US Senate Democrats to try to pass bill protecting in vitro fertilization

By Thomson Reuters Feb 28, 2024 | 5:08 AM

By Richard Cowan

WASHINGTON (Reuters) – Democrats on Wednesday will try rushing legislation through the U.S. Senate guaranteeing Americans’ access to in vitro fertilization and other assisted reproductive technologies, after an Alabama court designated frozen embryos as children.

The state Supreme Court ruling on Feb. 16 that frozen embryos should be considered children prompted at least three Alabama providers to halt the IVF procedure that involves combining eggs and sperm in a laboratory dish for couples having difficulty conceiving.

Alabama’s court ruling has raised concerns that those involved in IVF could face prosecution because embryos that are found to be nonviable are sometimes disposed of or used for research, along with encouraging other states to follow suit.

Democratic Senator Tammy Duckworth, an Iraq War veteran who suffered grave injuries in combat in 2004, on Tuesday said she would seek permission for an immediate vote on Wednesday on passage of her Access to Family Building Act legislation.

If any other senator objects to such a fast-track approach, it would derail Duckworth’s effort.

While many Republican officeholders have expressed discomfort with the Alabama court ruling, they are expected to object to Duckworth’s measure.

It was unclear who might lodge the objection. But Republican Senator Mike Rounds told reporters on Tuesday: “This could be addressed at the state levels where they have this issue coming.”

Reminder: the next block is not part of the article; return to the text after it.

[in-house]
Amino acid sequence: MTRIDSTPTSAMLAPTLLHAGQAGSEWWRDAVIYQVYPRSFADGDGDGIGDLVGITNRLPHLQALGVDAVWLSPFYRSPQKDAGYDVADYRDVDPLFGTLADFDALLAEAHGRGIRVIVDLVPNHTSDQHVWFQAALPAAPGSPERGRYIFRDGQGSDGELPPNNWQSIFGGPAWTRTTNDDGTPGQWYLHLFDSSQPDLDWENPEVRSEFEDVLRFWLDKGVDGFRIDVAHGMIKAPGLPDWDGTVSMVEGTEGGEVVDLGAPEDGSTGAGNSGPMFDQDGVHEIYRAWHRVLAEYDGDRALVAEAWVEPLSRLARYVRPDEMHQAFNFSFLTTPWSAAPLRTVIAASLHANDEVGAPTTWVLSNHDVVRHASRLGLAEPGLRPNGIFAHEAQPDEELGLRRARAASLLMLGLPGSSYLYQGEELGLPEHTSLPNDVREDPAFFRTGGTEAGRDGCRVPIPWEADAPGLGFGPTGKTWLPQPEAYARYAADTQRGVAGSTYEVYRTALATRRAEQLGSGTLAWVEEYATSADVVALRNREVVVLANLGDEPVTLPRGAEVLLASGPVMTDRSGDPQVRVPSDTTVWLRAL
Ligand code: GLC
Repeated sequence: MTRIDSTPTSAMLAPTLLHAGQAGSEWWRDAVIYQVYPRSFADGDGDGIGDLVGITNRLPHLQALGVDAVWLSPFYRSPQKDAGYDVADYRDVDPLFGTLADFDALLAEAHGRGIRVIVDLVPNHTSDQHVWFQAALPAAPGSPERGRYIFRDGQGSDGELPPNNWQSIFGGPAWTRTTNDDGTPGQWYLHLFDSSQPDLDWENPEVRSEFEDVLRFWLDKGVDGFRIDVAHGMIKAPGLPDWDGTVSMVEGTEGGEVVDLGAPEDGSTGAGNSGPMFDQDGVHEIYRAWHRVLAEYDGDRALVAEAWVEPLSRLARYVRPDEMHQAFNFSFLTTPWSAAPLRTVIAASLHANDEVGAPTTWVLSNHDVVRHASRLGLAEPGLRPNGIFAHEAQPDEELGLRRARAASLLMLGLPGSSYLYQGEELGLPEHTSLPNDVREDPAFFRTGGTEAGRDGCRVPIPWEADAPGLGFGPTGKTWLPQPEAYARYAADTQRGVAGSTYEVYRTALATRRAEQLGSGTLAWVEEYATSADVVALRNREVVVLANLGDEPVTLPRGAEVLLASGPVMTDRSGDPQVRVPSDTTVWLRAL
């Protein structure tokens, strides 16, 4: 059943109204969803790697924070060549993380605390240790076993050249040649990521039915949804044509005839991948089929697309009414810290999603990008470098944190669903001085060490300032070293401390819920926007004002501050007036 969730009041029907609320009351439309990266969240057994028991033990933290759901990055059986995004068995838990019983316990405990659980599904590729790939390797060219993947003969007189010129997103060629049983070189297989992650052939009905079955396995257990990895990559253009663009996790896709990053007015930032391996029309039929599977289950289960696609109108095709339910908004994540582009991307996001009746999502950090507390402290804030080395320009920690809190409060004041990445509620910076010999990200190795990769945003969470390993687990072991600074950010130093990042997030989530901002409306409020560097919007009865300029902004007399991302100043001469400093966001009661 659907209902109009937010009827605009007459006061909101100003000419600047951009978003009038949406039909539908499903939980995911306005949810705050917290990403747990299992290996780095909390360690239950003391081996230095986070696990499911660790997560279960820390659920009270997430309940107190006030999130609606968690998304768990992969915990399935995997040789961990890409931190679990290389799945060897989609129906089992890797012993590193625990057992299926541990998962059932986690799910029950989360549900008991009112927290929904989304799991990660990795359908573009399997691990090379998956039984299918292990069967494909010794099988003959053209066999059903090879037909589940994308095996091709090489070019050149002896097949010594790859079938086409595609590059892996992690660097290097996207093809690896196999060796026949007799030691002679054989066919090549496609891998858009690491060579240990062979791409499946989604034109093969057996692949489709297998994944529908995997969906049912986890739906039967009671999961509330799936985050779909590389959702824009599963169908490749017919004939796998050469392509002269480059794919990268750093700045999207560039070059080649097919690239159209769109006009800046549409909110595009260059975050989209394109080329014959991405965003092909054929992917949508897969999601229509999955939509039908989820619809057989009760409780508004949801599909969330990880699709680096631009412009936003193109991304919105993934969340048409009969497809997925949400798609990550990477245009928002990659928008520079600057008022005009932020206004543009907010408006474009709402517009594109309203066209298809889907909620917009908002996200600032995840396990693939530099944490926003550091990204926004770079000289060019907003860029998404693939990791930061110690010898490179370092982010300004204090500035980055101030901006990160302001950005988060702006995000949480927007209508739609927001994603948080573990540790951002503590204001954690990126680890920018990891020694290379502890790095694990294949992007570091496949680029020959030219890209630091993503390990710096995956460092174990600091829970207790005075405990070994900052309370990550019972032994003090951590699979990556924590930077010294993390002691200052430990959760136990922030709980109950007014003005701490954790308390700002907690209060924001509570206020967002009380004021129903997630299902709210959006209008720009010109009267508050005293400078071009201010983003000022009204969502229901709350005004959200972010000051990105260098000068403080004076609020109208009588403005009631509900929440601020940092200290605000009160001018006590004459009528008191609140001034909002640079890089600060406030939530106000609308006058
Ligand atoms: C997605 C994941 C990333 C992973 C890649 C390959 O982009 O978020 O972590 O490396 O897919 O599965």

Rounds said Republican senators discussed the issue during a closed lunch meeting on Tuesday and added that states might have to address questions about possible wrongful deaths where IVF facilities “had an obligation to take care of the embryos.”

Duckworth told reporters on Tuesday that she struggled for a decade with infertility following her military service in Iraq, which prompted her and her husband to turn to IVF. They now have two children.

“I have five embryos that were created (using IVF); three that were deemed to be nonviable, would not survive,” Duckworth said.

She said that at the time, in 2013, her doctor told her that if “personhood laws” regarding embryos were to be enacted, “I could be convicted of manslaughter or murder for discarding these three eggs that were nonviable.”

Reproductive rights are expected to be a major issue in this year’s presidential and congressional campaigns, with Democrats lashing out at both the U.S. Supreme Court’s 2022 ruling overturning its landmark Roe v. Wade case establishing a national right to abortion, as well as subsequent state reproductive rights actions such as the one on IVF.

(Reporting by Richard Cowan; editing by Jonathan Oatis)